A chance meeting has New Zealand writer Laszlo Winter thinking back to his time in London in the late 1950s. The Empire might be in a state of collapse, but for young 'colonials', England remains a mythical place that draws them from the farthest corners of the globe. There was Australian Samantha Conlan, clever, desirable, hopelessly in love with married Jewish New Zealander Freddy Goldstein, who carried with him a dark history. Rajiv, an earnest young Indian at work on a study of Yeats and the Indian mind. The enigmatic Margot, whose bond with her athletic brother Mark troubled Laszlo in ways he didn't quite understand. Heather, the call girl with whom Laszlo exchanged lessons on Shakespeare for lessons in love. The great writers of the time, and the details of their lives are recorded by Samantha in her idiosyncratic research project that she named her Secret History of Modernism. There was all of that and more, and then there was Laszlo, knocking blindly about among them, despairing at his academic prospects, and gradually realising that he was, would only ever be, a storyteller.
Now, years later, from the other side of the world, the people seem to spring to life again, in this beguiling work by one of New Zealand's foremost writers.
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(198mm x 128mm x 16mm)
Publisher: Vintage Publishing
Country of Publication:
UK Kirkus Review »
In Stead's remarkable novel, an unexpected encounter prompts New Zealand writer Laszlo Winter to muse on the time he spent in London in the late 1950s. For young 'colonials' then, the Empire was a magical place that drew them inexorably from all over the map. Laszlo remembers Australian Samantha Cohen, locked in hopeless love with the married Freddy Goldstein; the intense Rajiv from India, studying Yeats; callgirl Heather (with whom Laszlo exchanged Shakespearian tutoring for sexual favours); the enigmatic brother and sister Mark and Margot, whose relationship Laszlo struggled to understand; and colourful characters such as the Maltese Mr Spitfire and the fishmonger known as 'How Repulsive'. All come to life again for Laszlo as decades later, back in New Zealand, he tries to uncover what happened to them. He finds out... or does he? One of the pleasures of Stead?s beautifully written novel is the uncertainty as to how much of what we are reading may be taken on trust. Is Laszlo giving us an accurate picture of London before the Swinging Sixties, or is his work as idiosyncratic and unreliable as Samantha Cohen's research project, the Secret History that lends its name to Stead's novel? We expect elegant writing and quirky, eccentric characterization from Stead; all of that is here, along with an intriguing sleight-of-hand by the author concerning the very nature of the fiction we are reading. Not a new device, admittedly, but few have pulled off the conceit as effectively as Stead does here; this is as successful as his previous Talking about O'Dwyer. (Kirkus UK)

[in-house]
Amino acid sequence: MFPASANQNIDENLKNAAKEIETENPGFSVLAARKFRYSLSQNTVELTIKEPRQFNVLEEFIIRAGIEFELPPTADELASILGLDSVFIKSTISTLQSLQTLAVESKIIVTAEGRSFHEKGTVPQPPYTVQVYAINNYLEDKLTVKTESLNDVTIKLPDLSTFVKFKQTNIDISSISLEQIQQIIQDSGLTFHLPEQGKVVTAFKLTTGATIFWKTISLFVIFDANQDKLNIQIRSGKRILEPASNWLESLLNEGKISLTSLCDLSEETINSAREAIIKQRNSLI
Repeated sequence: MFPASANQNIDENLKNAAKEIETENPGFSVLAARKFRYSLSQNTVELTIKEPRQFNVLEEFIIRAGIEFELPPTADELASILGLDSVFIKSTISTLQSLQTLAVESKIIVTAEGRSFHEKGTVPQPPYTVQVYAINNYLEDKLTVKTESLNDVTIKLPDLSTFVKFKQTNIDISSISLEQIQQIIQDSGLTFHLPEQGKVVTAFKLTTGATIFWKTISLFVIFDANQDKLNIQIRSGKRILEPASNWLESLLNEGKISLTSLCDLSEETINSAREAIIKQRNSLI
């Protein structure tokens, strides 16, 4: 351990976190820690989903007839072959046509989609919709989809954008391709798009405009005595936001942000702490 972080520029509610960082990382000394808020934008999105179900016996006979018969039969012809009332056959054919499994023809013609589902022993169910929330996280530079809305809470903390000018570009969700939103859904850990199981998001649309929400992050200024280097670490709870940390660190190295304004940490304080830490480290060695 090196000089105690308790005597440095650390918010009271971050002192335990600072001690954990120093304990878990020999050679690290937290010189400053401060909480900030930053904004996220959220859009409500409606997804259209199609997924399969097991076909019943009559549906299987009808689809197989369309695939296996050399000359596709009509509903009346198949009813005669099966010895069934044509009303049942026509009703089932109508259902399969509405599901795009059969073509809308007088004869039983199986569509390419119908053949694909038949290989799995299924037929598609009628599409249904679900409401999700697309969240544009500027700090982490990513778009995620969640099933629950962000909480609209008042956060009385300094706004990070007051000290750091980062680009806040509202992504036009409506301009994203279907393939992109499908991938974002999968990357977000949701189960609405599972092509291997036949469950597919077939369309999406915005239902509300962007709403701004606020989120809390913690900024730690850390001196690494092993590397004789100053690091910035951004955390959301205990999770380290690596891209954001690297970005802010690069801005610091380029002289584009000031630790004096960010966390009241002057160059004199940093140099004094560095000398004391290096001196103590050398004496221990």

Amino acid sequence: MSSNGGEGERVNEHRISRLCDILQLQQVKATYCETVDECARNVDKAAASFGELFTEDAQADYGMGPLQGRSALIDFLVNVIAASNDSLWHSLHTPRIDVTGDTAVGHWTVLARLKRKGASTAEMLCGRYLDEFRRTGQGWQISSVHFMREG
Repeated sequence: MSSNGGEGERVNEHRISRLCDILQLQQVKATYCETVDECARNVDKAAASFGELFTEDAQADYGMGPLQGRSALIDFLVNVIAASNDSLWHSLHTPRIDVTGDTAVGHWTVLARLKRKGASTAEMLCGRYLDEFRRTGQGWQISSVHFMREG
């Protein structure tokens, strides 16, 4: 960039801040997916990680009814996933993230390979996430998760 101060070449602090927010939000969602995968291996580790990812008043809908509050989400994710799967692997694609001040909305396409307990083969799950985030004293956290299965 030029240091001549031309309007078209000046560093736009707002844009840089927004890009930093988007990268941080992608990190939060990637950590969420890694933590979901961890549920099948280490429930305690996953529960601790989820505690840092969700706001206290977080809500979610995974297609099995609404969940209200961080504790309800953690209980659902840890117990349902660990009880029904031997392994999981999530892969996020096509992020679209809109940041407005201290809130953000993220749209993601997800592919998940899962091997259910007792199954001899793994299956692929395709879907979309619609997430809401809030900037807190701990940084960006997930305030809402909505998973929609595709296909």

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Author Biography - C. K. Stead
C.K. Stead was Professor of English at the University of Aukland until 1986. In 1984 he was awarded the CBE for services to New Zealand literature. He has published eleven volumes of poetry, two volumes of stories, several works of criticism, a memoir and twelve novels including, most recently, Risk.